What really stood out to me was the fact that the documentary does not talk about a futuristic world, it talks about the world today and what it will be like in the next 5 years. Negatives can be turned into positives if more people voice their opinions. Last things that China and Bangladesh needs is more cars and more pollution. Negatives or positives, its humans that have to dwell in these spaces, so everyone needs to be made aware. I certainly learned a lot from this documentary and wanted to share my experience. We should be involved in planing of the city because that affects the country, countries make up this world and we cannot afford to plan this world imperfectly because that’s the only one we have.
Last night I had the pleasure to watch Birdman, and wow what a film!
Everything was superb from acting to writing to everything. But what was a clear standout for me was the cinematography. Rather the shear brilliance of Birdman’s cinematography. The one-long-take look of the film was indeed a pleasant surprise. I first noticed this long take when the film started, with Regan (Micheal Keaton) walking out of his room to the rehearsals of his play, then coming back to his room, followed by press interviews followed by everything else. I was patiently waiting for the long take to end, so that I could go back and watch it again. Little did I know that this long take would end with the film.
Flawless, ingenious and creative are some of the words that come to my mind when I think of this astounding feat. With camera following the characters from one room to the other than following another character out of the room to some place else. Going from indoors to out on the streets to the bar then back to indoors to the theater. Not only does it feel surreal, you feel what any character is feeling as the camera follows behind their feet. This made the characters more relate-able and eventually the impact of the movie is so powerful as you feel you are part of the film and the world created by it. One of the more memorable sequences is Keaton walking across Times Square in his underwear, you can feel the awkwardness as the camera follows him from the back alleys of the theater through the square and back into the theater from its main entrance. Whats even more impressive is that it was shot in 30 days.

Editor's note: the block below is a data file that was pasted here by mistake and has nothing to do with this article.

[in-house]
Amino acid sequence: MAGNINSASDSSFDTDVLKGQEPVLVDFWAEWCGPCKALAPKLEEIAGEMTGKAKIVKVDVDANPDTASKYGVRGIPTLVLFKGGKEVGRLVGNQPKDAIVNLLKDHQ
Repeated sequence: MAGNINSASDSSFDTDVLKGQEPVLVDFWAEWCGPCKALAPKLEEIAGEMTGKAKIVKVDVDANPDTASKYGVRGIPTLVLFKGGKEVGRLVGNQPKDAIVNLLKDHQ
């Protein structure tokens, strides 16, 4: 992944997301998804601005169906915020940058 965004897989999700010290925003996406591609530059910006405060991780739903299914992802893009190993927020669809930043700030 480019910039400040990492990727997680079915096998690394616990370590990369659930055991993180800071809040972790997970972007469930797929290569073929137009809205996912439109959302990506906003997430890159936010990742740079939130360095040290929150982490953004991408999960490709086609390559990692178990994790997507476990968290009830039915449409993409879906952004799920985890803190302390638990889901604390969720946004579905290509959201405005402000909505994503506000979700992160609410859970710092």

After watching the film, I did some research on the cinematography of the film and wasn’t surprised when I came across articles like “Here’s How Ridiculously Difficult It Was To Film ‘Birdman’ In 30 Days” or “Oscar-winning cinematographer Emmanuel Lubezki details the ‘dance’ of filming ‘Birdman’.” Here the Oscar winner talks about how some of the scenes 7 to 10 mins long were shot more than 20 times to get them right. Let alone the obvious pressure that the cast and crew felt during these scenes. One hitch up would lead them to re shot the entire sequence again. Not to mention the lighting of every scene required different attention. Now that’s commitment.
Glimpses of his technique can be scene in last year’s ‘Gravity,’ more specifically in the opening scene. Director Alejandro G. Iñárritu and Lubezki have created here is an invisible character in the film and through that character’s eyes we see the film. That character is us, the audience. Needless to say Lubezki’s Oscar win won’t come as a surprise.